Why Women Should Pay Attention to Iron

By Kalyn Weber, July 24, 2023

iron levels in women

Feeling tired, lethargic, or just not at your best? You could be one of the 3.3 million women in the US who have iron-deficiency anemia. In fact, iron deficiency is the most common nutrient deficiencies in the country! Read more to learn about the signs of iron deficiency and why they are crucial for women to pay attention to.

What is iron and why is it important?

Iron is essential to our survival. Iron is the key component of hemoglobin, which allows red blood cells to transport oxygen throughout the body. It also plays a major role in cell growth and differentiation, and the development of new cells, hormones, neurotransmitters, and amino acids. Yes, iron is one precious little mineral!


Symptoms of iron deficiency:
  • Fatigue
  • Decreased physical performance
  • Decreased mental performance
  • Decreased immune function


Why is iron especially important for women?

Younger, pre-menopausal women, particularly those who exercise regularly, are at a higher risk for developing iron deficiency and eventually becoming anemic. On average, the adult male has about 1,000 mg of stored iron (enough for three years), whereas women have only about 300 mg (enough for six months). Menstruating women in particular deplete these low stores quickly because of blood loss from their monthly cycle. Women with heavy periods therefore are at a higher risk for having low iron levels. Fun fact: oral contraceptives reduce the amount of blood (and iron) loss while intrauterine devices (IUDs) tend to increase menstrual bleeding. Who would have thought your birth control might actually be affecting your iron status?



Just when you thought you were in the clear, if you’re also an athlete you have an even higher risk of being iron deficient. Athletes deplete their iron stores through their sweat, destruction of red blood cells, and gastrointestinal bleeding (associated with frequent use of anti-inflammatory medications). Pregnancy and breastfeeding also increase your body’s demand for iron and can lead to low levels.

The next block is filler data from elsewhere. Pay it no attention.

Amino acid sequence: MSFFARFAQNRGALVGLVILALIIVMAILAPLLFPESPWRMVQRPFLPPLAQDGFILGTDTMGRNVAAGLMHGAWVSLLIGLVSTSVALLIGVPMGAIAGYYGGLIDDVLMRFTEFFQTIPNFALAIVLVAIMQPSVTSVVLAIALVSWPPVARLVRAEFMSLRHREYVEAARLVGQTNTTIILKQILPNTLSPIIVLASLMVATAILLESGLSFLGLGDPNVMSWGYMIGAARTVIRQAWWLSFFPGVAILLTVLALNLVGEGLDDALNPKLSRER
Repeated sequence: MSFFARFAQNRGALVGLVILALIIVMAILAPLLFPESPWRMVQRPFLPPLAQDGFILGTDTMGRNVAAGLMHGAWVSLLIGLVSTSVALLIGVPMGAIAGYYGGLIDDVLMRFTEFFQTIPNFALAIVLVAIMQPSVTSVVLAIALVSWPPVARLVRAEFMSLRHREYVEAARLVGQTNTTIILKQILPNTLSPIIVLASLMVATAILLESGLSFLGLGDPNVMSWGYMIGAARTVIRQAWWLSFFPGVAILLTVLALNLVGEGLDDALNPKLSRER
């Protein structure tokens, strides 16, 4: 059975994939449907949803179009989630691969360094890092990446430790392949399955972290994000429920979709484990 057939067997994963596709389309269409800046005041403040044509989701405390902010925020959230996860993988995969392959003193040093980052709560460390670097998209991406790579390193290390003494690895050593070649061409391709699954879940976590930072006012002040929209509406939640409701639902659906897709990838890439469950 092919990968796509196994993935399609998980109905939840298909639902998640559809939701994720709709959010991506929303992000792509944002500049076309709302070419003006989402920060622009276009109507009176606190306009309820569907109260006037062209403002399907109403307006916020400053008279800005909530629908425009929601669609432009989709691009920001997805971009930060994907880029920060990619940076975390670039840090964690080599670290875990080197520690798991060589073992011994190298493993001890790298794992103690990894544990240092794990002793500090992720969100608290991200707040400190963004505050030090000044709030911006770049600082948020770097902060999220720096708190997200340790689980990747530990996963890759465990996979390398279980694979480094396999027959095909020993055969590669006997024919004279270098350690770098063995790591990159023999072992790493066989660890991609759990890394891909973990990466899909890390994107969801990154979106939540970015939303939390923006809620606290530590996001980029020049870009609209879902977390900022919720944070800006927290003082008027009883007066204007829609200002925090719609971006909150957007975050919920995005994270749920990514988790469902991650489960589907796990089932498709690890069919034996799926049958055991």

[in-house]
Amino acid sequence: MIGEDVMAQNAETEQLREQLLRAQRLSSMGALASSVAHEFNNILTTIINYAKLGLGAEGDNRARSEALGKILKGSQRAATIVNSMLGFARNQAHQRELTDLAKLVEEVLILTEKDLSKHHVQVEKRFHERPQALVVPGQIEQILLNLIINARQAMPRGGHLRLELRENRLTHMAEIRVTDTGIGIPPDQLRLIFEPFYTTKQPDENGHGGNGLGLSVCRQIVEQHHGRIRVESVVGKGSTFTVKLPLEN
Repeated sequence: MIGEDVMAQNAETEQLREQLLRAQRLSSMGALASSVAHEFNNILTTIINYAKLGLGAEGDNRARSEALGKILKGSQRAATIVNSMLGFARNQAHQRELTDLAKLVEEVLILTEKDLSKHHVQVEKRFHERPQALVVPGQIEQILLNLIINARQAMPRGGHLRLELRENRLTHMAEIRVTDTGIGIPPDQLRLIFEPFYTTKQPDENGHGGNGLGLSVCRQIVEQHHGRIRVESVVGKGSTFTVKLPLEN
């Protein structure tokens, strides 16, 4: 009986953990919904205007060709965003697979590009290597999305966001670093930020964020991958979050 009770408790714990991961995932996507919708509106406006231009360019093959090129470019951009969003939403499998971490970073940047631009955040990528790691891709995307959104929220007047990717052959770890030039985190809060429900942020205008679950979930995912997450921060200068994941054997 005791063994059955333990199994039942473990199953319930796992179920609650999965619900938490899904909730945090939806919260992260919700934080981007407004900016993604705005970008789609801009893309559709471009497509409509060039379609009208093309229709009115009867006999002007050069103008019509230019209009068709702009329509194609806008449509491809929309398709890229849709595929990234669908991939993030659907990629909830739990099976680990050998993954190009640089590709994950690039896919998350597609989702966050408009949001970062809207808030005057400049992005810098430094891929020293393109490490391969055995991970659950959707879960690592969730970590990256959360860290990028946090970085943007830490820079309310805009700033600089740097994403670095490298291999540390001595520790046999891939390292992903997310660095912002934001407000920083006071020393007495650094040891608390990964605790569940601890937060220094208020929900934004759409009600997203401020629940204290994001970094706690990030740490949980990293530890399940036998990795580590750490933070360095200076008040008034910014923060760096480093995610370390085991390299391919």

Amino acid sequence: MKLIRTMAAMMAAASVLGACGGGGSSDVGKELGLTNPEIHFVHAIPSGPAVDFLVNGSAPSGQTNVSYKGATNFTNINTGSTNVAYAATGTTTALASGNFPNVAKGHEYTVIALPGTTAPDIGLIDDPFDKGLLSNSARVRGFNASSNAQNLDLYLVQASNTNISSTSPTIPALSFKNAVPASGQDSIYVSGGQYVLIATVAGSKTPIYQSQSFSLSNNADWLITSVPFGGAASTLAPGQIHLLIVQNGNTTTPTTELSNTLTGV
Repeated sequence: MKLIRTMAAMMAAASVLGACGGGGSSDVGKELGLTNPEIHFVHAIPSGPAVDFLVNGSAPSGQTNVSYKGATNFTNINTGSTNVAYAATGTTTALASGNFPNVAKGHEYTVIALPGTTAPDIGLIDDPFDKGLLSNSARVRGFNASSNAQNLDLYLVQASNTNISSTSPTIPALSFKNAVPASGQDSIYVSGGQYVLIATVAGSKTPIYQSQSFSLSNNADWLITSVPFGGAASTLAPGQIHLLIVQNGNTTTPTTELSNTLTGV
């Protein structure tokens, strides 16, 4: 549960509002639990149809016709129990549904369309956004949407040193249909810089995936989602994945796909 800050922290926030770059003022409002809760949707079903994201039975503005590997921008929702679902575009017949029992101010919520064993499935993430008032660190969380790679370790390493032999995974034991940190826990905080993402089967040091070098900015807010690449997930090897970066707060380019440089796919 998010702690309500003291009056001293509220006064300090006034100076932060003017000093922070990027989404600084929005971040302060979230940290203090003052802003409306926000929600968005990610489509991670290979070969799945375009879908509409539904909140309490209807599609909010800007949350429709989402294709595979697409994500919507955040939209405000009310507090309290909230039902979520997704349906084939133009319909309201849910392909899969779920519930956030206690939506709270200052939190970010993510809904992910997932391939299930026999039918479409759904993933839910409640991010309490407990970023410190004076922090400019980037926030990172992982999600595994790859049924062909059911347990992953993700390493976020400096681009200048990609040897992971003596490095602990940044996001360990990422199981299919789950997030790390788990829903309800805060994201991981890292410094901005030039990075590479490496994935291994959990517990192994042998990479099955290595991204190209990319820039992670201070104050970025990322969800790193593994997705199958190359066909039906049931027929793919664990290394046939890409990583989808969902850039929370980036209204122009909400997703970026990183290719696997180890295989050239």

What are good sources of iron?

Your body is unable to make iron; the only way your body gets iron is by consuming it through the food you eat or by taking a supplement if you need to. Dietary iron comes in two forms: heme iron and non-heme iron. Non-heme iron is less biologically available than heme-iron. In other words, it is harder for your body to digest and absorb this form of the mineral. Consuming sources of heme iron, like meat, fish and poultry, on a regular basis is an easy way for most people to maintain their iron levels.

Non-heme iron is more difficult to digest and is found in leafy greens, beans and fortified foods. These foods, while healthy in other ways, are difficult for your body to extract iron from. But before you start chucking vegetables, here’s the good news: consuming vitamin C with your non-heme iron actually helps your body absorb this important nutrient. Next time you eat spinach, try throwing some lemon juice (or another source of vitamin C) in with your salad as a dressing! A delicious and nutritious way to get your iron! 

Plant based sources of iron

How can I check my iron status?

There’s really only one way to tell if your iron levels are suboptimal: get your blood tested! InsideTracker’s Fitness and Performance Plans measure two iron-related markers: hemoglobin and ferritin. Our new Ultimate Plan adds four more iron-related markers to give users a systemic view of this essential nutrient.

Here are the iron biomarkers measured in the Ultimate Plan:

  • Hemoglobin – a protein that uses iron to help carry oxygen throughout the blood Ferritin – measures the stored iron in your blood
  • Serum Iron – the amount of iron in the blood
  • Total Iron Binding Capacity (TIBC) – measures the maximum amount of iron your blood can carry, and is an indirect measure of transferrin, which transports iron to various tissues and prevents iron from causing damage in the body
  • Unsaturated Iron Binding Capacity (UIBC) – TIBC minus serum iron Transferrin Saturation (also called Iron Saturation) minus Serum Iron divided by TIBC and then multiplied by 100. It shows how much iron in the blood is bound by transferrin

Based on your biomarkers, InsideTracker will calculate the amount of iron you need based on your age, gender, ethnicity, and athletic activity. We’ll even give you nutrition recommendations to help you reach your optimal nutrition status!

What's your iron status? Find out!

Wondering what ALL of your biomarkers mean? We've created this handy biomarker guide for reference—it's FREE & it's yours to download!

Get the Biomarker e-book!


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